U.S. Merit Systems Protection Board
Case Report for June 6, 2014

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BOARD DECISIONS


Appellant:  Marytherese Miller 
Agency:  Department of the Army
Decision Number:  2014 MSPB 38
Docket Number:  NY-0752-12-0099-I-1 
Issuance Date:  May 30, 2014
Appeal Type:  Adverse Action
Action Type:  Physical Inability to Perform


Interim Relief
Physical Inability to Perform Duties of Position
Disability Discrimination
Collateral Estoppel
Standard for Removal

The appellant was employed as a GS-7 Legal Technician and was required, among other duties, to provide administrative and legal support for administrative hearings, including the recording and transcribing of those hearings. The location where the hearing was held required the appellant to carry recording equipment weighing 20 to 30 pounds up four flights of stairs to the hearing site. Following a knee injury, the agency granted the appellant's request for reasonable accommodation by only scheduling hearings in a room adjacent to her office because the appellant asserted that she could no longer carry the recording equipment due to her knee injury.  The accommodation continued for a number of years until the agency notified the appellant that it was no longer going to hold hearings in the room adjacent to her office due to a change in mission requirement. The agency offered the appellant several modifications to her accommodation, including various accommodations that would not require her to carry the recording equipment to the hearing site.  The agency also offered the appellant an alternative job, with a lower grade but same pay, as an accommodation. When the appellant rejected all of the suggested accommodations, the agency ordered her to undergo a fitness for duty examination which revealed that she was disqualified from her Legal Technician position based on her stated medical limitations. The agency then removed the appellant based on the charge of inability to perform her government duties due to a medical condition and her subsequent declination of the alternative job offer that would accommodate her medical condition.   The AJ reversed the sustained charge and removal action and concluded that the appellant proved her claim of disability discrimination.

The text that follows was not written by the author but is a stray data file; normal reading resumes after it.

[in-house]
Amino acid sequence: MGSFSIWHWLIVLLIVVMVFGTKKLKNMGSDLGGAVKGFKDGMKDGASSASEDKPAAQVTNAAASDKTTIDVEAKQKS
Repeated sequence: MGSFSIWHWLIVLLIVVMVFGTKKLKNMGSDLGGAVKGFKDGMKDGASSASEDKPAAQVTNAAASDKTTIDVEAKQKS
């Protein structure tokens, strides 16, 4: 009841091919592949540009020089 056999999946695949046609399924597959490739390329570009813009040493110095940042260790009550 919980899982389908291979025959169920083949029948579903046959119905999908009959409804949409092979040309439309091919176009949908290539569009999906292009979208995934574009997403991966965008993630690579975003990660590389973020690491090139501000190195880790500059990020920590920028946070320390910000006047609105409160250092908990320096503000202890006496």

Holding: The Board reversed the AJ's initial decision and sustained the appellant's removal.

1.  The Board denied the appellant's motion to dismiss the agency's petition for review for failure to comply with the interim relief order because the agency returned the appellant to her position; the appellant's other assertions were too vague to consitute a violation of the interim relief order.  5 U.S.C. 7701(b)(2)(A) and Guillebeau v. Department of the Navy, 362 F.3d 1329, 1332-34 (Fed. Cir. 2004), Stack v. U.S. Postal Service, 101 M.S.P.R. 487 (2006).